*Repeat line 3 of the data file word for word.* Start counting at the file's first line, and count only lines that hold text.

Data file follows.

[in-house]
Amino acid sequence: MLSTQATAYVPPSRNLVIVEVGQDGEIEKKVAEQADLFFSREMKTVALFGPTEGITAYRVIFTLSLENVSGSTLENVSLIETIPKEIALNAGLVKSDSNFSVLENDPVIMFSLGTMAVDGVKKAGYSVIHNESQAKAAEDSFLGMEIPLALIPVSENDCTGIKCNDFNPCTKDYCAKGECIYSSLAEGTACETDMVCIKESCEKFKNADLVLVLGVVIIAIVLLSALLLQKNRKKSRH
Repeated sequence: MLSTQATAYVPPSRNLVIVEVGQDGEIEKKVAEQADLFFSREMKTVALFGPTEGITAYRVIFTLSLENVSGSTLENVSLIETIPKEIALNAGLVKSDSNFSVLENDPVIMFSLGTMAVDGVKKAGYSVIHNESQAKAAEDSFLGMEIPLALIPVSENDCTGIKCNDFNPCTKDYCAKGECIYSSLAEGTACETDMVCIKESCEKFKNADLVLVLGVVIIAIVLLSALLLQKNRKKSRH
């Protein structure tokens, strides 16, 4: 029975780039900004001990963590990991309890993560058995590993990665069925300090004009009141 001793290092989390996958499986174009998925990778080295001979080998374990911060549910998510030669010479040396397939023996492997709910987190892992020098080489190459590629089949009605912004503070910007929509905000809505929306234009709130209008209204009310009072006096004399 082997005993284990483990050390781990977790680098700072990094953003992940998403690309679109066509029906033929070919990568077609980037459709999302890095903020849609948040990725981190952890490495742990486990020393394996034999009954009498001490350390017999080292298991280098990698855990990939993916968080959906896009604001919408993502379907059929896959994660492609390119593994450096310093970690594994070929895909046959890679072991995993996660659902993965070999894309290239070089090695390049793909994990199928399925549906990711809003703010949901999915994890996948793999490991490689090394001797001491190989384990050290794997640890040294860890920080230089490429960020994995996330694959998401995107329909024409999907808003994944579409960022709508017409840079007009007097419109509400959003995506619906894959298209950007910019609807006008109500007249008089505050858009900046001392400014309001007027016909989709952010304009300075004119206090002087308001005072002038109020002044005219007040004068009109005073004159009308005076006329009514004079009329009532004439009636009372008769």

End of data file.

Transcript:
Repeated sequence: MLSTQATAYVPPSRNLVIVEVGQDGEIEKKVAEQADLFFSREMKTVALFGPTEGITAYRVIFTLSLENVSGSTLENVSLIETIPKEIALNAGLVKSDSNFSVLENDPVIMFSLGTMAVDGVKKAGYSVIHNESQAKAAEDSFLGMEIPLALIPVSENDCTGIKCNDFNPCTKDYCAKGECIYSSLAEGTACETDMVCIKESCEKFKNADLVLVLGVVIIAIVLLSALLLQKNRKKSRH